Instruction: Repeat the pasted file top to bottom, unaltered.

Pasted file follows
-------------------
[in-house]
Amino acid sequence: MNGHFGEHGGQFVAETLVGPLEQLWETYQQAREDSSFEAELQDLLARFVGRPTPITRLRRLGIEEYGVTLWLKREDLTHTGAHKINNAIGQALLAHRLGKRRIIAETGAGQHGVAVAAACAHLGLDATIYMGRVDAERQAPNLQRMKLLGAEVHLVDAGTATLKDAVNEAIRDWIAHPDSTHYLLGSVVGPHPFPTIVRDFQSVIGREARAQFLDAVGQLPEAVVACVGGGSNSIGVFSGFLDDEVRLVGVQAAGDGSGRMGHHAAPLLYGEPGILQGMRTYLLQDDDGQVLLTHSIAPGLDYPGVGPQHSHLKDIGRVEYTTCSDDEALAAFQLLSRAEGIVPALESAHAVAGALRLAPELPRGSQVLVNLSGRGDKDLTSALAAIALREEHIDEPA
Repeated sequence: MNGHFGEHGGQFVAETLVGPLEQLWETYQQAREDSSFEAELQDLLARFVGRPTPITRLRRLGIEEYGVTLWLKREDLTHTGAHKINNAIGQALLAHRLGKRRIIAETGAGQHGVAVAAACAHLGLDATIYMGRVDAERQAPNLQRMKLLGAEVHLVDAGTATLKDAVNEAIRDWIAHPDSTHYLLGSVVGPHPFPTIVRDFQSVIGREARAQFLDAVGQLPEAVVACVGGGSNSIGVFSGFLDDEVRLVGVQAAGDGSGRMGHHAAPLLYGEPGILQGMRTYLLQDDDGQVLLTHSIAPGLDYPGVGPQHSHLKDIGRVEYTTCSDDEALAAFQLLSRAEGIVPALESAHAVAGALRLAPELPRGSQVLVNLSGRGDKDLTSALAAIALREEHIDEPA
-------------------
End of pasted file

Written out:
[in-house]
Amino acid sequence: MNGHFGEHGGQFVAETLVGPLEQLWETYQQAREDSSFEAELQDLLARFVGRPTPITRLRRLGIEEYGVTLWLKREDLTHTGAHKINNAIGQALLAHRLGKRRIIAETGAGQHGVAVAAACAHLGLDATIYMGRVDAERQAPNLQRMKLLGAEVHLVDAGTATLKDAVNEAIRDWIAHPDSTHYLLGSVVGPHPFPTIVRDFQSVIGREARAQFLDAVGQLPEAVVACVGGGSNSIGVFSGFLDDEVRLVGVQAAGDGSGRMGHHAAPLLYGEPGILQGMRTYLLQDDDGQVLLTHSIAPGLDYPGVGPQHSHLKDIGRVEYTTCSDDEALAAFQLLSRAEGIVPALESAHAVAGALRLAPELPRGSQVLVNLSGRGDKDLTSALAAIALREEHIDEPA
Repeated sequence: MNGHFGEHGGQFVAETLVGPLEQLWETYQQAREDSSFEAELQDLLARFVGRPTPITRLRRLGIEEYGVTLWLKREDLTHTGAHKINNAIGQALLAHRLGKRRIIAETGAGQHGVAVAAACAHLGLDATIYMGRVDAERQAPNLQRMKLLGAEVHLVDAGTATLKDAVNEAIRDWIAHPDSTHYLLGSVVGPHPFPTIVRDFQSVIGREARAQFLDAVGQLPEAVVACVGGGSNSIGVFSGFLDDEVRLVGVQAAGDGSGRMGHHAAPLLYGEPGILQGMRTYLLQDDDGQVLLTHSIAPGLDYPGVGPQHSHLKDIGRVEYTTCSDDEALAAFQLLSRAEGIVPALESAHAVAGALRLAPELPRGSQVLVNLSGRGDKDLTSALAAIALREEHIDEPA